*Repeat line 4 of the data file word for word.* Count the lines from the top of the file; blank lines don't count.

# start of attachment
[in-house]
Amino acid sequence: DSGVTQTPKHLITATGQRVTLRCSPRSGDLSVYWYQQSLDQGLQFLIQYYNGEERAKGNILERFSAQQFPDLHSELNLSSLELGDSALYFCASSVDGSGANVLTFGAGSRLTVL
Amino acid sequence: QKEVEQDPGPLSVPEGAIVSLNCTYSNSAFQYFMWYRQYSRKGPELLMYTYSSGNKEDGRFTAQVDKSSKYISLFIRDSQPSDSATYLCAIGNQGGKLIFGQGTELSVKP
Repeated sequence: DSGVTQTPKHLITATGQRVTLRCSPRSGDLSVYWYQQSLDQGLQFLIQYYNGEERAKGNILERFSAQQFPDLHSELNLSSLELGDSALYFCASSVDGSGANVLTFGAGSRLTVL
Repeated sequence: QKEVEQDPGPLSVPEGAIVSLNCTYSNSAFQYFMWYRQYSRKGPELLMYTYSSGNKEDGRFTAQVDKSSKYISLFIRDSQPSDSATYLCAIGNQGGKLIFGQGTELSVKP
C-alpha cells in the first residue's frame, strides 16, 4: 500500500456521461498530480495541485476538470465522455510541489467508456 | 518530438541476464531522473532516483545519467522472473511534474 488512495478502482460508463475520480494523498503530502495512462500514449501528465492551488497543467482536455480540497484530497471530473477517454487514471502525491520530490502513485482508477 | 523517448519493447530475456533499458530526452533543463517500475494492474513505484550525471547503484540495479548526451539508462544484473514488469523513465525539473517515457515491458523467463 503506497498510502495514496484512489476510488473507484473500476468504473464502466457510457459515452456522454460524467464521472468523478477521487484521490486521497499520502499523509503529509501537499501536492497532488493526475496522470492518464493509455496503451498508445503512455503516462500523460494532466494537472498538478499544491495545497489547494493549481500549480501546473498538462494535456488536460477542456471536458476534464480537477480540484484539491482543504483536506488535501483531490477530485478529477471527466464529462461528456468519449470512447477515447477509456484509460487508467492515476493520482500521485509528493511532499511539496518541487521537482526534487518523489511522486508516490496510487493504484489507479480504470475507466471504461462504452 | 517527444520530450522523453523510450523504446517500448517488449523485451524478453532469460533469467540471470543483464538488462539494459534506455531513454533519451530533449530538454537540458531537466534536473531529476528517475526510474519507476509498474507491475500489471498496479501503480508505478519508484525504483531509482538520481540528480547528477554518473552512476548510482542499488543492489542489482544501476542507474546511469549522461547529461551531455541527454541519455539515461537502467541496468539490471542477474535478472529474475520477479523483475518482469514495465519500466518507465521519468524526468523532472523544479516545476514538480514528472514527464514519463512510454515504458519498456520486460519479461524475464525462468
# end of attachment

Repeated sequence: DSGVTQTPKHLITATGQRVTLRCSPRSGDLSVYWYQQSLDQGLQFLIQYYNGEERAKGNILERFSAQQFPDLHSELNLSSLELGDSALYFCASSVDGSGANVLTFGAGSRLTVL